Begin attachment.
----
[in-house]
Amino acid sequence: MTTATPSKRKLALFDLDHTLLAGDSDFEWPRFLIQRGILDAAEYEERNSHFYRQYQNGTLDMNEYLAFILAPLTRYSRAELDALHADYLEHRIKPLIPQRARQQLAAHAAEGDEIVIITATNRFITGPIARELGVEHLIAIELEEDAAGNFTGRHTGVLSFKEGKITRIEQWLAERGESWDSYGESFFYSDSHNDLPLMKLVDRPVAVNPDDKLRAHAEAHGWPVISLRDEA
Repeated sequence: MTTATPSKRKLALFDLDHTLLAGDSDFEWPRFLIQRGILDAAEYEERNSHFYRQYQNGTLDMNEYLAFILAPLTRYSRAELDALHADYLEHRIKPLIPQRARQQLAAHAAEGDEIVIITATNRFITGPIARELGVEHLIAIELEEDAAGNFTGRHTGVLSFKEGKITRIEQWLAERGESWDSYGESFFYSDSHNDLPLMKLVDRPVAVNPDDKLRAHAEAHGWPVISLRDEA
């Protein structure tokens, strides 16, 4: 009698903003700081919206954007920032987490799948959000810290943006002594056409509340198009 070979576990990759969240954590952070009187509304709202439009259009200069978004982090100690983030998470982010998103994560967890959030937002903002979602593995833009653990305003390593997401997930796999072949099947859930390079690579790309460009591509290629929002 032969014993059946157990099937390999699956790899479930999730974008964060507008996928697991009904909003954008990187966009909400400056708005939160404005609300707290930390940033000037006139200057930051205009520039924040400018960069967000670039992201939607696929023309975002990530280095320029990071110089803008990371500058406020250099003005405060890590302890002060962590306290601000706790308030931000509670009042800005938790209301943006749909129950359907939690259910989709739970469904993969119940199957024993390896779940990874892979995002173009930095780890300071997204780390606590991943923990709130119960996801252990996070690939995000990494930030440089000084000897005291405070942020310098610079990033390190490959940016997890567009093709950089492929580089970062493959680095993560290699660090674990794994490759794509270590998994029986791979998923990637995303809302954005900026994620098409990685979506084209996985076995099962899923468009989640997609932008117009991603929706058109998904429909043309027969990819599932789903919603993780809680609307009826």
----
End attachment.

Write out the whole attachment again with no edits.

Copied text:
[in-house]
Amino acid sequence: MTTATPSKRKLALFDLDHTLLAGDSDFEWPRFLIQRGILDAAEYEERNSHFYRQYQNGTLDMNEYLAFILAPLTRYSRAELDALHADYLEHRIKPLIPQRARQQLAAHAAEGDEIVIITATNRFITGPIARELGVEHLIAIELEEDAAGNFTGRHTGVLSFKEGKITRIEQWLAERGESWDSYGESFFYSDSHNDLPLMKLVDRPVAVNPDDKLRAHAEAHGWPVISLRDEA
Repeated sequence: MTTATPSKRKLALFDLDHTLLAGDSDFEWPRFLIQRGILDAAEYEERNSHFYRQYQNGTLDMNEYLAFILAPLTRYSRAELDALHADYLEHRIKPLIPQRARQQLAAHAAEGDEIVIITATNRFITGPIARELGVEHLIAIELEEDAAGNFTGRHTGVLSFKEGKITRIEQWLAERGESWDSYGESFFYSDSHNDLPLMKLVDRPVAVNPDDKLRAHAEAHGWPVISLRDEA
């Protein structure tokens, strides 16, 4: 009698903003700081919206954007920032987490799948959000810290943006002594056409509340198009 070979576990990759969240954590952070009187509304709202439009259009200069978004982090100690983030998470982010998103994560967890959030937002903002979602593995833009653990305003390593997401997930796999072949099947859930390079690579790309460009591509290629929002 032969014993059946157990099937390999699956790899479930999730974008964060507008996928697991009904909003954008990187966009909400400056708005939160404005609300707290930390940033000037006139200057930051205009520039924040400018960069967000670039992201939607696929023309975002990530280095320029990071110089803008990371500058406020250099003005405060890590302890002060962590306290601000706790308030931000509670009042800005938790209301943006749909129950359907939690259910989709739970469904993969119940199957024993390896779940990874892979995002173009930095780890300071997204780390606590991943923990709130119960996801252990996070690939995000990494930030440089000084000897005291405070942020310098610079990033390190490959940016997890567009093709950089492929580089970062493959680095993560290699660090674990794994490759794509270590998994029986791979998923990637995303809302954005900026994620098409990685979506084209996985076995099962899923468009989640997609932008117009991603929706058109998904429909043309027969990819599932789903919603993780809680609307009826």